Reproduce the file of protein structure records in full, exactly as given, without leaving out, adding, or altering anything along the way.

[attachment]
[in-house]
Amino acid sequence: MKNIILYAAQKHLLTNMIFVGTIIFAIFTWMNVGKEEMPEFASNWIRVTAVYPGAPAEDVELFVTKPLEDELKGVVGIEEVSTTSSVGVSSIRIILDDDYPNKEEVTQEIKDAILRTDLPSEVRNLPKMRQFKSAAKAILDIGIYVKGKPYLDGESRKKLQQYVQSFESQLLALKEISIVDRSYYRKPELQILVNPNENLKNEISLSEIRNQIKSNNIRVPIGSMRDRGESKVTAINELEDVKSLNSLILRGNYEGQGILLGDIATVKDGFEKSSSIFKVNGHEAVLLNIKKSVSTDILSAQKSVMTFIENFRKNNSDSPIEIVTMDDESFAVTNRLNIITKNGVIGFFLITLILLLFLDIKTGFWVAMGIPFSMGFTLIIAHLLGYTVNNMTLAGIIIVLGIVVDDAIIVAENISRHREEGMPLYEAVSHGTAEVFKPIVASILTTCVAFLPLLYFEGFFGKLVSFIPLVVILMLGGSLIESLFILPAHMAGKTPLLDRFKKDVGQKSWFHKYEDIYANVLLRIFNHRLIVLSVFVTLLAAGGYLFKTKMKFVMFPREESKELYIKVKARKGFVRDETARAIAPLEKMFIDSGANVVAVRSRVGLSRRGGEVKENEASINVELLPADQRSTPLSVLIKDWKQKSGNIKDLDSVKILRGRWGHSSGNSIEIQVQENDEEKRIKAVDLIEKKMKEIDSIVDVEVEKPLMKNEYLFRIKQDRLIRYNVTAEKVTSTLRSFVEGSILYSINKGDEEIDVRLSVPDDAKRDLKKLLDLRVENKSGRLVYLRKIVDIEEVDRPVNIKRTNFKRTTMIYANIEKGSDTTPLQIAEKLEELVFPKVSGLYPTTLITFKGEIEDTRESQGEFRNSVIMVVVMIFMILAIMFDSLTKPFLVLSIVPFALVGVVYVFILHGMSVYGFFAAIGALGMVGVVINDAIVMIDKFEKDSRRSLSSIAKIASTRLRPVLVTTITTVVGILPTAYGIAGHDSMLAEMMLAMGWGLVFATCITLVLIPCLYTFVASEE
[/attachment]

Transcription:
[in-house]
Amino acid sequence: MKNIILYAAQKHLLTNMIFVGTIIFAIFTWMNVGKEEMPEFASNWIRVTAVYPGAPAEDVELFVTKPLEDELKGVVGIEEVSTTSSVGVSSIRIILDDDYPNKEEVTQEIKDAILRTDLPSEVRNLPKMRQFKSAAKAILDIGIYVKGKPYLDGESRKKLQQYVQSFESQLLALKEISIVDRSYYRKPELQILVNPNENLKNEISLSEIRNQIKSNNIRVPIGSMRDRGESKVTAINELEDVKSLNSLILRGNYEGQGILLGDIATVKDGFEKSSSIFKVNGHEAVLLNIKKSVSTDILSAQKSVMTFIENFRKNNSDSPIEIVTMDDESFAVTNRLNIITKNGVIGFFLITLILLLFLDIKTGFWVAMGIPFSMGFTLIIAHLLGYTVNNMTLAGIIIVLGIVVDDAIIVAENISRHREEGMPLYEAVSHGTAEVFKPIVASILTTCVAFLPLLYFEGFFGKLVSFIPLVVILMLGGSLIESLFILPAHMAGKTPLLDRFKKDVGQKSWFHKYEDIYANVLLRIFNHRLIVLSVFVTLLAAGGYLFKTKMKFVMFPREESKELYIKVKARKGFVRDETARAIAPLEKMFIDSGANVVAVRSRVGLSRRGGEVKENEASINVELLPADQRSTPLSVLIKDWKQKSGNIKDLDSVKILRGRWGHSSGNSIEIQVQENDEEKRIKAVDLIEKKMKEIDSIVDVEVEKPLMKNEYLFRIKQDRLIRYNVTAEKVTSTLRSFVEGSILYSINKGDEEIDVRLSVPDDAKRDLKKLLDLRVENKSGRLVYLRKIVDIEEVDRPVNIKRTNFKRTTMIYANIEKGSDTTPLQIAEKLEELVFPKVSGLYPTTLITFKGEIEDTRESQGEFRNSVIMVVVMIFMILAIMFDSLTKPFLVLSIVPFALVGVVYVFILHGMSVYGFFAAIGALGMVGVVINDAIVMIDKFEKDSRRSLSSIAKIASTRLRPVLVTTITTVVGILPTAYGIAGHDSMLAEMMLAMGWGLVFATCITLVLIPCLYTFVASEE